Things to Do In San Francisco for Less Than $10
San Francisco may be where gold miners and tech titans struck it rich, but that doesn’t mean there’s no fun to be had for the budget-conscious traveler.
Here are a bunch of fun ways to experience the city without breaking the bank.
Ride the Cable Cars
It only takes $8 to ride San Francisco’s iconic cable cars, the National Historic Landmarks that move. When you’re done, stop by the one-of-a-kind San Francisco Cable Car Museum to learn more about their inner workings. In the historic Cable Car Barn & Powerhouse, the site where the cable system has operated since 1907, you can see the actual cable winding machinery as it reels 11 miles of steel at a steady pace of 9.5 mph. Antique cable cars are also on display, including the first one, invented by Andrew Hallidie, dating from 1873. Museum admission is free.
Cross the Golden Gate Bridge
There’s a toll (electronic) if you’re driving into the city, but for cyclists and pedestrians, the Golden Gate Bridge is free. It’s one of the most photographed structures in the world, so be sure to bring a camera to capture shots of both the bridge and the amazing views of the city. You might also want to bring a jacket because it can get chilly out there, even in the summertime. For bonus points, wander down to Fort Point, which offers more great views of the bridge.
Pick Up Pink Boxes In Chinatown
It’s not unusual to see folks in San Francisco toting pink boxes tied up in twine. They are often filled with goodies from Chinatown. The contents can range from pastry tarts with a light lemon custard filling (daan taat) or dim sum (which literally means “touching the heart”). The latter includes a variety of rolls, steamed buns, dumplings and sweets. Prime pink box territory includes Stockton Street and Grant Avenue or if you’re out in the “avenues” of the Richmond and Sunset Districts, prowl Clement Street or Irving (easily reached on the N-Judah streetcar). Or opt for Yank Sing’s dim sum combo and get a complete meal for under $15.
Visit Ghirardelli Square
Ghirardelli Square near Fisherman’s Wharf is anything but square. Considered the first successful adaptive reuse project in the U.S., the building was originally a chocolate factory established by Domenico “Domingo” Ghirardelli. Be sure to visit the Original Ghirardelli Ice Cream & Chocolate Shop, where you can view chocolate manufacturing equipment, indulge in hot fudge sundaes, and sample one of their famous Squares™ chocolates. Order a Sea Salt Caramel Quake Shake ($8.95) or sip a Nob Hill Chill ($8.95) which is like a sundae in a glass.
San Francisco is home to plenty of public art, but its inventory of murals is truly exceptional—and free to enjoy!
The iconic Coit Tower is home to famed murals completed during the 1930s as part of the first New Deal program for artists.
The murals at the Rincon Annex Post Office (180 Steuart St.) were painted by artist Anton Refregier around the end of World War II and depict a stylized (and some say overly radical) history of San Francisco.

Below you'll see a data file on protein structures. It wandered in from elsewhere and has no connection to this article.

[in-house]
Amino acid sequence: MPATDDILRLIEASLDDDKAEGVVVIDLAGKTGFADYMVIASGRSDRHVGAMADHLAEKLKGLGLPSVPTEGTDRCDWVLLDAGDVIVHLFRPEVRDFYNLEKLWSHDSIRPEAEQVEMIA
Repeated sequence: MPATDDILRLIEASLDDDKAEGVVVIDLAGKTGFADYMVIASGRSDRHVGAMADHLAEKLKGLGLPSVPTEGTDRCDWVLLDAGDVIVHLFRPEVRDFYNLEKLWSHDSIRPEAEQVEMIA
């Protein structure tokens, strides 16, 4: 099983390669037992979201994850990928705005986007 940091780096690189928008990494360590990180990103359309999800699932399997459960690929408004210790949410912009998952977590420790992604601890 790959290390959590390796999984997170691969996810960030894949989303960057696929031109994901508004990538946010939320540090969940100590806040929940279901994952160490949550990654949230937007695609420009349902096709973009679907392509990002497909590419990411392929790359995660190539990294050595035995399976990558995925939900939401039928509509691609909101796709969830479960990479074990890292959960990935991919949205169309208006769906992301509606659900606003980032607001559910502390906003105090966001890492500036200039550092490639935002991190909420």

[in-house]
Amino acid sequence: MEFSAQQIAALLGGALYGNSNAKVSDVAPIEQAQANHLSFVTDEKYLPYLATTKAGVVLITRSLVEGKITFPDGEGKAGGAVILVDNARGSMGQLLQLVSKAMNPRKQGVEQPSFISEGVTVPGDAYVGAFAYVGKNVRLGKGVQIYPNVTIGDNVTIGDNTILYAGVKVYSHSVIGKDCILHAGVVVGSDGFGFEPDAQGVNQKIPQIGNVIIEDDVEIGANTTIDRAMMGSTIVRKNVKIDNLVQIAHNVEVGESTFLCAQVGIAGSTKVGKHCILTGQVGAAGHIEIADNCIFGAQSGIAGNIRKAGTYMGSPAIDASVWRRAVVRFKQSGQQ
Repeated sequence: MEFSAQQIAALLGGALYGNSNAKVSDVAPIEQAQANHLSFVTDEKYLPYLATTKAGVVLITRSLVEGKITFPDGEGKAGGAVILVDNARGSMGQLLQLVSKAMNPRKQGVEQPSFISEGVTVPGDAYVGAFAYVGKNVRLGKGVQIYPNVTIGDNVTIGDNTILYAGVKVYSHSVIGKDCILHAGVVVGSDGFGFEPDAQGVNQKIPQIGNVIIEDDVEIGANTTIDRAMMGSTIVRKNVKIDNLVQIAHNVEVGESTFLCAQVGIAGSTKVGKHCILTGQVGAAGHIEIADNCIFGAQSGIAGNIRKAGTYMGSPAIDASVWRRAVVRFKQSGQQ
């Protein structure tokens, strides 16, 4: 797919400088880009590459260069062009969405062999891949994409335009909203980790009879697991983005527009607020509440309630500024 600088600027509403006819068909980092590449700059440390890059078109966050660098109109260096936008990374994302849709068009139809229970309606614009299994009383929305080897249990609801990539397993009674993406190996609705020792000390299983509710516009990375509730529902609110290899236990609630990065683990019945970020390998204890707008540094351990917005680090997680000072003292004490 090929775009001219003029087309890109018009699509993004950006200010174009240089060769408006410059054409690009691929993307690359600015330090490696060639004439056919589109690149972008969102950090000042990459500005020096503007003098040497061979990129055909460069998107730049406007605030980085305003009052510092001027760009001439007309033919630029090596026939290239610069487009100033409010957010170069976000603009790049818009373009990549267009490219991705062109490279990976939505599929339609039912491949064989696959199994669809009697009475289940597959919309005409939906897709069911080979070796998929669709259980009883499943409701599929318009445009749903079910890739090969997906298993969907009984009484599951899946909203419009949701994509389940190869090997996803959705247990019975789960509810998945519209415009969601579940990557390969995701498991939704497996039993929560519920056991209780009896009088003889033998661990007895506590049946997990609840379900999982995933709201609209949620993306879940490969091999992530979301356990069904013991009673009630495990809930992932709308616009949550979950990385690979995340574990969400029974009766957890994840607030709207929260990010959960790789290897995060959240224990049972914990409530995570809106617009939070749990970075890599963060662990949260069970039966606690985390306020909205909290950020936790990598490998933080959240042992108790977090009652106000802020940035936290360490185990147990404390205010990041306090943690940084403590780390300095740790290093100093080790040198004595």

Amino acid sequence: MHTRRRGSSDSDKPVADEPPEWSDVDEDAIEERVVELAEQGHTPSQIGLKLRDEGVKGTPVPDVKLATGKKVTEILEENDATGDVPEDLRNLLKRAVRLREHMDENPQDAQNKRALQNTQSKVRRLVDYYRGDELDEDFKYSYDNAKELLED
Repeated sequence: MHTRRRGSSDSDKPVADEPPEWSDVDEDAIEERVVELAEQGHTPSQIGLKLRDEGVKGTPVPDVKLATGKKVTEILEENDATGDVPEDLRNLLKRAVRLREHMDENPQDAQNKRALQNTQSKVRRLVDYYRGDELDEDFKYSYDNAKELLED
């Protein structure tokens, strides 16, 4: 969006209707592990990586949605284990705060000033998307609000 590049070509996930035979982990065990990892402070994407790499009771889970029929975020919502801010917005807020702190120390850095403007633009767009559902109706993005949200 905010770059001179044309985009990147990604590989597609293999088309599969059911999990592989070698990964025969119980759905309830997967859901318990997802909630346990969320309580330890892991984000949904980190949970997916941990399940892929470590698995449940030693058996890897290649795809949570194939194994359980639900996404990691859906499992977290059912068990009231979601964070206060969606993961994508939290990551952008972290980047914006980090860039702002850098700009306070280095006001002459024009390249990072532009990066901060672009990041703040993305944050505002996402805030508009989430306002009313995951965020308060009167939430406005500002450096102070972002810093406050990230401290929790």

To experience the epicenter of murals in the city, head to the Mission District, where Balmy Alley and Clarion Alley have been canvases for public art and social change since the 1970s.
Diego Rivera murals are also located in the City Club, City College (Phelan campus) and San Francisco Art Institute.
City Guides offers free tours of many mural locations throughout the year.
Light Up with Illuminate SF
More than 60 dramatic light art installations transform San Francisco nights into a citywide gallery of light. During San Francisco’s annual Illuminate SF™ Festival of Light, which runs from early November through the end of January, there are both temporary and permanent installations. Some installations are larger than life, like The Bay Lights and Bayview Rise. Others offer a more intimate human-scaled experience, like Three Gems and Ocean Mirror with Fragments. Created by renowned light artists including Jim Campbell, Ned Kahn, James Turrell and Leo Villareal, the installations are a tribute to the power of inspired collaborations that span disciplines, media, and all expectations.
Explore Our Local History
From the rich heritage of Chinese Americans to the story of how California came to be California, San Francisco has an abundance of museums dedicated to the pursuit of making history come alive.
The Chinese Historical Society of America, with exhibits on the Chinese-American experience in the U.S., is always bustling with special programs (check out the second Saturday event series).
Admission is $10 (free for kids and youth under age 18) at the California Historical Society, which commemorates the history of the Golden State.
You can’t miss the Wells Fargo Museum walking down Montgomery Street. There’s an authentic Concord stagecoach used by Wells Fargo in the 1860s right in the front window. Located at 420 Montgomery St. on the site where Wells Fargo opened for business on 1852, exhibits include real gold from Gold Country, works of art by noted Western artists and a working telegraph. This free museum is open Monday through Friday from 10 a.m. to 5 p.m. and closed on banking holidays.
The Tenderloin Museum celebrates the history of a San Francisco neighborhood that many are unfamiliar with. From its rebuilding after the 1906 earthquake and fire, the Tenderloin has been fertile ground for everyone from the Grateful Dead to Dashiell Hammett. Admission is $10, free for ages 12 and under. Take a neighborhood walking tour for $15 (museum admission included) to get the real story on this neighborhood's rich, ever-evolving history.
Throughout the year, San Francisco’s cultural calendar is packed with amazing cultural events—many of which are free!
For music fans, People in Plazas, the perfect pick-me-up at lunchtime, presents more than 130 free concerts featuring local musicians, from June to November.